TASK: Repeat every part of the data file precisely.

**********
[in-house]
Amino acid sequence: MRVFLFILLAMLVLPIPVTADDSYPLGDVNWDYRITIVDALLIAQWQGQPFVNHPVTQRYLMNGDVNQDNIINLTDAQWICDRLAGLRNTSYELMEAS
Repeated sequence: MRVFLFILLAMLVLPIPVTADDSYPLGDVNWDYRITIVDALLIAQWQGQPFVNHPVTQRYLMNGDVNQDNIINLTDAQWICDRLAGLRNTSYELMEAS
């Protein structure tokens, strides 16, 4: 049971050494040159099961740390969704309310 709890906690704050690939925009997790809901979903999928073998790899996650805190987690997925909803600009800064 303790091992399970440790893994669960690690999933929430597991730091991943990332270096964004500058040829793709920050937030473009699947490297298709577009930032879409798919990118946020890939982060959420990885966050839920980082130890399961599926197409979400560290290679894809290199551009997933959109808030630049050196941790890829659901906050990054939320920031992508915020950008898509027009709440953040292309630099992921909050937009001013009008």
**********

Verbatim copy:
[in-house]
Amino acid sequence: MRVFLFILLAMLVLPIPVTADDSYPLGDVNWDYRITIVDALLIAQWQGQPFVNHPVTQRYLMNGDVNQDNIINLTDAQWICDRLAGLRNTSYELMEAS
Repeated sequence: MRVFLFILLAMLVLPIPVTADDSYPLGDVNWDYRITIVDALLIAQWQGQPFVNHPVTQRYLMNGDVNQDNIINLTDAQWICDRLAGLRNTSYELMEAS
């Protein structure tokens, strides 16, 4: 049971050494040159099961740390969704309310 709890906690704050690939925009997790809901979903999928073998790899996650805190987690997925909803600009800064 303790091992399970440790893994669960690690999933929430597991730091991943990332270096964004500058040829793709920050937030473009699947490297298709577009930032879409798919990118946020890939982060959420990885966050839920980082130890399961599926197409979400560290290679894809290199551009997933959109808030630049050196941790890829659901906050990054939320920031992508915020950008898509027009709440953040292309630099992921909050937009001013009008």